Fifty-eight percent of Americans surveyed favor charging smokers higher insurance rates, but only 41 percent would charge overweight people more, according to a Gallup poll released Monday.
Under the Affordable Care Act, states have the option of allowing health plans participating in online insurance marketplaces to charge smokers up to 50 percent higher premiums than non-smokers. This provision, however, is not required, and some states and the District of Columbia are choosing to not charge more. In addition, California, Massachusetts, New Jersey, New York, Rhode Island, Vermont and D.C. have declared they will not charge smokers higher premiums, according to the Department of Health and Human Services. There is no provision in the ACA for charging overweight individuals more.
Attitudes toward smokers have changed little since 2003, when 65 percent said a higher rate is justifiable because of higher health costs. Smokers, not surprisingly, are less likely to agree with being charged more, the new poll found. Of those who had smoked cigarettes within a week of being surveyed, only 28 percent think higher rates are a good idea, while 65 percent of non-smokers support higher premiums.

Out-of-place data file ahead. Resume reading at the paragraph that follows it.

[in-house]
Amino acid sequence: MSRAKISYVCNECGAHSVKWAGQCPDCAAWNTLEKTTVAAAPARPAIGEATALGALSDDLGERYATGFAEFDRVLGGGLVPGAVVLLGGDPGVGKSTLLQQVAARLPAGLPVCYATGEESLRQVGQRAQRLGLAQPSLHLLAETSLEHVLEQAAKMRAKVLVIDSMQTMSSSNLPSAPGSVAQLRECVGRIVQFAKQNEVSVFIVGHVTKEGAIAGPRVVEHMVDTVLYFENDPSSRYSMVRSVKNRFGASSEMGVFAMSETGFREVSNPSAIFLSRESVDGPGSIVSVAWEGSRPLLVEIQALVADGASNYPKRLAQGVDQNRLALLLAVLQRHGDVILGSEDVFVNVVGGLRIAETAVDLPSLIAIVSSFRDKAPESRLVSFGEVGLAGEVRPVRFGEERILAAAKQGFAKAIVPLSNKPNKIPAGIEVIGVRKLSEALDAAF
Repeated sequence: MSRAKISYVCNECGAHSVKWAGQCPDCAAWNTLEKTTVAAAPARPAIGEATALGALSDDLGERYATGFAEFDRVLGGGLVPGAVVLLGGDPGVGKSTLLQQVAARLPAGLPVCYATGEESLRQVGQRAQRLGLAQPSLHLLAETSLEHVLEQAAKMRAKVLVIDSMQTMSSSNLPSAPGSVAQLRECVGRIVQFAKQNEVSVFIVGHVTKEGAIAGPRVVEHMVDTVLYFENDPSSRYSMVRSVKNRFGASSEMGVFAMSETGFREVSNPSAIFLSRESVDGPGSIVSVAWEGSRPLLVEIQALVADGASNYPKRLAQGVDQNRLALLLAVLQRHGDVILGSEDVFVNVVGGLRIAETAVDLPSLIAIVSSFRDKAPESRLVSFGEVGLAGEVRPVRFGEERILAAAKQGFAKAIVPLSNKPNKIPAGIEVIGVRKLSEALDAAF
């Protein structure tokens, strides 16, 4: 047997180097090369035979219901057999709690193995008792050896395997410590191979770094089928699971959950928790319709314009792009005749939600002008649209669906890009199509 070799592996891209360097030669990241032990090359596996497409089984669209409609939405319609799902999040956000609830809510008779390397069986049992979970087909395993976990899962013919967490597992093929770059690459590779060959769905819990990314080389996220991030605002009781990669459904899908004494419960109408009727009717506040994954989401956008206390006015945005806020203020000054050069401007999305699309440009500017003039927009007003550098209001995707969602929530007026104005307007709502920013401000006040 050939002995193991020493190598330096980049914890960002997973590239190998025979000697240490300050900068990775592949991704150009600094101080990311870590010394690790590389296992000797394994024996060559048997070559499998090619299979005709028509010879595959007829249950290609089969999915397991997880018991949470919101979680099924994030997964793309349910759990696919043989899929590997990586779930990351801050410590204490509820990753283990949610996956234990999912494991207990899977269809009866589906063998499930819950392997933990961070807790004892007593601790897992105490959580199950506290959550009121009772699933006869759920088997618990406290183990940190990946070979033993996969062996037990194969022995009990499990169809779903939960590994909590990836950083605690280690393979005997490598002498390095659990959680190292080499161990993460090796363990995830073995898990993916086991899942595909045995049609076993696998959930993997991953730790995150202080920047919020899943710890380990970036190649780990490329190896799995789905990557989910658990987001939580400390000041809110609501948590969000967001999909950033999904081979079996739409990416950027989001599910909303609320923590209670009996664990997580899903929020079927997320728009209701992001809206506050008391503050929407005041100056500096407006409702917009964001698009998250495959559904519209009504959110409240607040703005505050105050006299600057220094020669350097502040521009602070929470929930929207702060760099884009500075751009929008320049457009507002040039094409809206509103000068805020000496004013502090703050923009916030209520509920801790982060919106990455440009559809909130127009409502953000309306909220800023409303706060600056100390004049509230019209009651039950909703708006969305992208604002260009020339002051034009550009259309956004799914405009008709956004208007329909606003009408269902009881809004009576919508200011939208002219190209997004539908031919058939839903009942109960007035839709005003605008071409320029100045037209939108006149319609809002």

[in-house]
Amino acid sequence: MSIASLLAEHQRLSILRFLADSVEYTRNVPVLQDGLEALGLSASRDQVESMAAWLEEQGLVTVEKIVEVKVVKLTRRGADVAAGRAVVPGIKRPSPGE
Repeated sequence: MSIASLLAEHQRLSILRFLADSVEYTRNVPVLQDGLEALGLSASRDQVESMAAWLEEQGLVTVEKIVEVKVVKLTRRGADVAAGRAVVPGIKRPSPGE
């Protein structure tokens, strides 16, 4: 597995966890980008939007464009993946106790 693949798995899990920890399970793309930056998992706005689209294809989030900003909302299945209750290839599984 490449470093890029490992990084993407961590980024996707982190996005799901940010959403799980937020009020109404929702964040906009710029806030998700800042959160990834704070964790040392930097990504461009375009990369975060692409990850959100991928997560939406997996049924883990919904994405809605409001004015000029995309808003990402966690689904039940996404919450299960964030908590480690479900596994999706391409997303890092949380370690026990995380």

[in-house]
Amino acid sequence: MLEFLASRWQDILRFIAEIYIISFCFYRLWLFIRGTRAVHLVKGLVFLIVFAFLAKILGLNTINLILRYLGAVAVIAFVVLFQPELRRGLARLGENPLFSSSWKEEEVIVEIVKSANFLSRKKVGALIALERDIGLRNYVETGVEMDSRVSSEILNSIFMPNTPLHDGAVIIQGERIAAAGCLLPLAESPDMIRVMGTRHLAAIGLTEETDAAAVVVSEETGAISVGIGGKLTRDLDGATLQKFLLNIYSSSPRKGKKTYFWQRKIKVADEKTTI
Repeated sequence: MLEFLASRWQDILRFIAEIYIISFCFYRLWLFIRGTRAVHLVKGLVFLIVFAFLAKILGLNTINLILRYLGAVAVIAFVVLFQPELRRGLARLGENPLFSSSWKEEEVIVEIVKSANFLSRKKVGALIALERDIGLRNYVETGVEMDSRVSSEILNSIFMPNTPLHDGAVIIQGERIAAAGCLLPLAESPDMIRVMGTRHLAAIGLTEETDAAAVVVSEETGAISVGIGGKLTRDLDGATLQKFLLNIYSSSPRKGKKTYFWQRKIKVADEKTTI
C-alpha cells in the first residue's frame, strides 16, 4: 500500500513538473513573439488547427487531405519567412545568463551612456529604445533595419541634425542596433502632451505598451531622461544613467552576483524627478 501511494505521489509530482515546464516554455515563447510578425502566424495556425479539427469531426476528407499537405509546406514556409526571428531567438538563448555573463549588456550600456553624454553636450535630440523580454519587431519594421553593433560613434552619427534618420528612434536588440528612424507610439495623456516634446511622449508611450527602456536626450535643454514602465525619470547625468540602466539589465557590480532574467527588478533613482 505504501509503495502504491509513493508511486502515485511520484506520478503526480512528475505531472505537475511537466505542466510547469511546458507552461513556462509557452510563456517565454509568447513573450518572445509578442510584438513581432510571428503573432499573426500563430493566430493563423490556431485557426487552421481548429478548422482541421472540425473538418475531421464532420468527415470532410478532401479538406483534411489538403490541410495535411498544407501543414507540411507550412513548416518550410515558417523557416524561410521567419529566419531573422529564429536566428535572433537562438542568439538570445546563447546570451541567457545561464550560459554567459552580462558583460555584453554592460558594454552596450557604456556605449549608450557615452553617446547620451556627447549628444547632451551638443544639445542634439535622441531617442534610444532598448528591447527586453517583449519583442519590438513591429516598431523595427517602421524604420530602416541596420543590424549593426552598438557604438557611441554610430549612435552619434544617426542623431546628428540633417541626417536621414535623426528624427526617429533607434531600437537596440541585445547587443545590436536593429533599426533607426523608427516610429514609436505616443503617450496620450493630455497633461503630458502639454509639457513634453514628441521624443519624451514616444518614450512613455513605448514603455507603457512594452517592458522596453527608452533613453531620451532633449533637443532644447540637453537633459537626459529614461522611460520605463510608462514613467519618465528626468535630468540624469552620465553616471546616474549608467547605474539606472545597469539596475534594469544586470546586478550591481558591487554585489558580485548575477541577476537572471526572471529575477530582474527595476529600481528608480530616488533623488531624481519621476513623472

Consumer advocates are skeptical that charging smokers more for health insurance will discourage them from smoking. Some think the higher rates will cause smokers to drop their coverage altogether and some state officials see this option as a form of discrimination, akin to pricing health insurance differently based on gender or medical conditions.
The poll, part of the annual Consumption Habits survey, surveyed 2,027 adults in all 50 states and D.C. from July 10-14 and has a margin of error of +/- 3 percentage points.